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Resilience

STUDENT BLOG: The Benefits of ADHD.

When you look up ADHD on the internet, you’ll see tons of information, articles, and newsletters about how difficult children with ADHD tend to be, and how hard parenting them is. The problem is that kids with ADHD grow up thinking that they’ve been cursed with some horrible disease.

Children with ADHD grow up not being taught about it. While the average age of ADHD diagnosis is around 7 years old, I had not heard about ADHD prior to my diagnosis at the age of 6, and wasn’t taught about it in school until the end of my 5th grade year when students are typically 10 years old. Because of this, for four years, I knew very little about my ADHD other than what my parents would tell me. When we finally were taught about ADHD in school, the conversation was led by teachers and lasted just 30 minutes. There wasn’t a conversation after our introduction to ADHD, nor was it ever really discussed amongst the students.

For years I grew up thinking that my ADHD was a weakness; it was something to be embarrassed about and something that needed to be hidden.

Toward the end of middle school and high school especially, I began to feel more comfortable telling people about my ADHD. After that, I started to notice that people actually appreciated some of my personality traits that I attribute to my ADHD.

I’ve realized that despite what literally everyone else thinks, sometimes, having ADHD can be pretty great.

For starters, I’ve never had a lull in a conversation or any of those dreadful awkward pauses. This is because my mind is constantly racing during conversation with new things popping up in all different directions and all over the place. Some of my friends have even said that they feel as though I could talk to a wall–so quite literally anyone. I would most definitely attribute this to my ADHD, and how my mind is constantly buzzing and bouncing between so many different thoughts.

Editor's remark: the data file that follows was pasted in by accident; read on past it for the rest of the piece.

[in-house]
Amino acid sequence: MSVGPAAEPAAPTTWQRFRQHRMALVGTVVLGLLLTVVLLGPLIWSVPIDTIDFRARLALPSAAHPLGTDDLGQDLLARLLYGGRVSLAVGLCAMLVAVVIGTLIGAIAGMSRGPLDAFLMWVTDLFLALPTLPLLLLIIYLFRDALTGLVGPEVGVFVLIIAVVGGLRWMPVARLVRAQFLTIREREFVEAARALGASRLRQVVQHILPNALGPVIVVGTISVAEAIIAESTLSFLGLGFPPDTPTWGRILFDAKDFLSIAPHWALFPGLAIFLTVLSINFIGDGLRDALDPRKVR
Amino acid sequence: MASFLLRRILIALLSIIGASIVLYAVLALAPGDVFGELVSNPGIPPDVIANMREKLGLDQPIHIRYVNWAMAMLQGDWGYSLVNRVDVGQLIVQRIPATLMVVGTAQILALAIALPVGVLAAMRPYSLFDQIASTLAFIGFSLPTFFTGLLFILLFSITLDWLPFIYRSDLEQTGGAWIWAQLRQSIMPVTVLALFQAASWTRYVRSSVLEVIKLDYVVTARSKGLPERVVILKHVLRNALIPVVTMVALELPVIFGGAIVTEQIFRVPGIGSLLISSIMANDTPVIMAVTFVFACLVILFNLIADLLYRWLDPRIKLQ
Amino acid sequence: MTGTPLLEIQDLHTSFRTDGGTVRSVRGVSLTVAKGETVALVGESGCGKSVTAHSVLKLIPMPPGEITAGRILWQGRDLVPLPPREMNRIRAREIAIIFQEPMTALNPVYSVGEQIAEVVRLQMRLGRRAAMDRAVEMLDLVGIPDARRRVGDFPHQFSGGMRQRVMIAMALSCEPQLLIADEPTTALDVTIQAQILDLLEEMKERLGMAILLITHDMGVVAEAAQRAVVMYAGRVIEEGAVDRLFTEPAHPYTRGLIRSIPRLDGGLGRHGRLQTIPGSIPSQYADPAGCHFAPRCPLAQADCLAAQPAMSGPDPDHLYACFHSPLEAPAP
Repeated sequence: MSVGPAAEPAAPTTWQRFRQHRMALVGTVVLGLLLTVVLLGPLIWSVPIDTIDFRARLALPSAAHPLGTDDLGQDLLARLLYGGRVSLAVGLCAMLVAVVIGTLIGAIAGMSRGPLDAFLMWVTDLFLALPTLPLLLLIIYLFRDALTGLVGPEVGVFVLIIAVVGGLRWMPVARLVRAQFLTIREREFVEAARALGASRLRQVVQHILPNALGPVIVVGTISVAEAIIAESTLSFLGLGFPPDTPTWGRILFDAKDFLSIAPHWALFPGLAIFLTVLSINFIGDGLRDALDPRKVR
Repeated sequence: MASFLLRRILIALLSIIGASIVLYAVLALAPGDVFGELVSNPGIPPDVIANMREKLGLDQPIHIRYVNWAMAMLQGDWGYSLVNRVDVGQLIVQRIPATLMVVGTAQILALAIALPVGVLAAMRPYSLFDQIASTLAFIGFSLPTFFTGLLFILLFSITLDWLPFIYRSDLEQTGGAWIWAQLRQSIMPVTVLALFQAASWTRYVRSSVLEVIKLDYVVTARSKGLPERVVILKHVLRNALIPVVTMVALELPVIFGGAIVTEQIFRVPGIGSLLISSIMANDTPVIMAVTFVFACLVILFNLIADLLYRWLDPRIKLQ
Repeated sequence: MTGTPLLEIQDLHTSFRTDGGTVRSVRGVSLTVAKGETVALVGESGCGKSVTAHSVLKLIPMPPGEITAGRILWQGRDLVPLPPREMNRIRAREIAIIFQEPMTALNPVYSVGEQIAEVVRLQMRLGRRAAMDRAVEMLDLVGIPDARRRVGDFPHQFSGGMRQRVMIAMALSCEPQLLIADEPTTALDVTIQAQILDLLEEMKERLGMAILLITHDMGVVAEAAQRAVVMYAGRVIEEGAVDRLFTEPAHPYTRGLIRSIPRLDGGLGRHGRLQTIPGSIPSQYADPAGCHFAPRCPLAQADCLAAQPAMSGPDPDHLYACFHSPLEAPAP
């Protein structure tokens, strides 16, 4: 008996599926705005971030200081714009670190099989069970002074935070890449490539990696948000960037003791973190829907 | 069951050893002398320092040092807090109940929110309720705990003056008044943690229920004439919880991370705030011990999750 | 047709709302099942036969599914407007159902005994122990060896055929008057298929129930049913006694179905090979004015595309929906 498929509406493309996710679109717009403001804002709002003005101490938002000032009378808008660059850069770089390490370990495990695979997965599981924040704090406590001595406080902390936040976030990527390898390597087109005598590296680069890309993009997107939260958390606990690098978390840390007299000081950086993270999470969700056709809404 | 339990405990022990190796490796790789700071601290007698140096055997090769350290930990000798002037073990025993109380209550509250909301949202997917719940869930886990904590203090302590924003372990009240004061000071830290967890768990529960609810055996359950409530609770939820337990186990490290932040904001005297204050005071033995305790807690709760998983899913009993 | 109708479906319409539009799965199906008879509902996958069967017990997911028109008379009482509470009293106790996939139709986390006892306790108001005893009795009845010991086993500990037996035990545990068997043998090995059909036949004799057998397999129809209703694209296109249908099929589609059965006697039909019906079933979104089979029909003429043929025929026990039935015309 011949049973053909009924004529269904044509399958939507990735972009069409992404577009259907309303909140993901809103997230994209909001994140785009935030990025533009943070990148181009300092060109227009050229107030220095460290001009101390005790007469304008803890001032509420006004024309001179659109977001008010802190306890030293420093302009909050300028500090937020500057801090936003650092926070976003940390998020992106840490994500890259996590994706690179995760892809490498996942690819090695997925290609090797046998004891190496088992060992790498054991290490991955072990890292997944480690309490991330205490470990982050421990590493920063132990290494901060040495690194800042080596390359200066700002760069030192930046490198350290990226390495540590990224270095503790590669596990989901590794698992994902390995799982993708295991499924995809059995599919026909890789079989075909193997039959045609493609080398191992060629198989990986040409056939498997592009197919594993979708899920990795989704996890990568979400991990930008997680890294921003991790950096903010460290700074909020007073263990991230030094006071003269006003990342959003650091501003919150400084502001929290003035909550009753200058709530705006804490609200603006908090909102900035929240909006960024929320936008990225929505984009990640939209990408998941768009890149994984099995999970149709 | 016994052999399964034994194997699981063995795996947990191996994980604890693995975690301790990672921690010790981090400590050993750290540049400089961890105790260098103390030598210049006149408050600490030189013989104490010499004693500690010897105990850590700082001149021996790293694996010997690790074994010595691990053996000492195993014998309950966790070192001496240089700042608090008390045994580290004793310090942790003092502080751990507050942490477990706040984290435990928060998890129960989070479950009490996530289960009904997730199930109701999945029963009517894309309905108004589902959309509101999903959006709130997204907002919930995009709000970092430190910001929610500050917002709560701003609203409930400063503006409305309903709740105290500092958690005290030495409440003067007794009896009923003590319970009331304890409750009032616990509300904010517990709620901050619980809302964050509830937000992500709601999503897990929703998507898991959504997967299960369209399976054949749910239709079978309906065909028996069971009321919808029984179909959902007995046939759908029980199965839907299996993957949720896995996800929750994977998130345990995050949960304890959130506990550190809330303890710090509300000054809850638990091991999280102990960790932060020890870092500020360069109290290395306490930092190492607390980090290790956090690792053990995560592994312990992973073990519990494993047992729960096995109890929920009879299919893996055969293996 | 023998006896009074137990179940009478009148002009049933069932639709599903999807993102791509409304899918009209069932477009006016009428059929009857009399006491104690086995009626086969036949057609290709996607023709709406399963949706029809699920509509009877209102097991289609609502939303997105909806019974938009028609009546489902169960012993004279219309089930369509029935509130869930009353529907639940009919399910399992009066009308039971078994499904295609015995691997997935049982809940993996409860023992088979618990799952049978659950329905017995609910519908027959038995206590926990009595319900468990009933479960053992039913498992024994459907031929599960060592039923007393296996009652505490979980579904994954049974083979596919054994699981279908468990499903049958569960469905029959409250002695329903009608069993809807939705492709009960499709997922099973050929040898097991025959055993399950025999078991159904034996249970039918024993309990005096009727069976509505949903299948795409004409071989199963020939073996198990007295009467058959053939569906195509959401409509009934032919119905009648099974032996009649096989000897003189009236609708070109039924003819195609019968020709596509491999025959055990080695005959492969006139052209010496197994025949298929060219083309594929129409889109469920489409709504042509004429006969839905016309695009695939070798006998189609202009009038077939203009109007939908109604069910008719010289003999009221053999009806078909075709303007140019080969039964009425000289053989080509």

Even now, when I’m looking up “good things about ADHD ” on the internet, I’m finding characteristics of myself that I didn’t even know I could potentially attribute to it. Many blogs and other websites commend people with ADHD for their resilience, a strong sense of fairness, intuition, and attention to detail. I’ve always been hyper aware of my attention to detail, or more specifically, how others don’t notice specific things I’m noticing. I never thought it had anything to do with ADHD, as I assumed that paying specific or strong attention to certain details was uncharacteristic of attention-deficit-hyperactive-disorder. This, however, is not the case; I learned that it’s actually quite common that people with ADHD seem to notice things others miss.

According to the Attention Deficit Disorder Association, the average brain manages to sort and filter all incoming sights, sounds, tastes, smells, and touch sensations to a “manageable 40 bits of information per second.”

The ADHD brain, on the other hand, is overloaded with sensory input, so sometimes, little things that normally wouldn’t be noticed by most everyone else do get through the filter and are noticed, which is pretty cool.

There’s this blog website ADDitude that lists “25 Things to Love About ADD.” While not every single thing resonated with me, a lot of them did – some I had never even acknowledged. The list notes the benefit of “the drive of hyperfocus,” and “always being there to provide a different perspective,” as well as a strong willingness to fight for what you believe in. I’m sure that if those of you with ADHD checked out the website, you’d resonate with a lot of these great qualities too.

So yeah, while having ADHD can definitely be a struggle sometimes, especially when trying to manage classes in school, I’m realizing that there are parts of it that I really love, and are actually really great!

 

Resources

ADDitude Mag

ADHD At Work

About the Coach

Katherine Emery.

Student Intern

Katherine Emery is a rising senior at Bucknell University majoring in Psychology.

Meet Katherine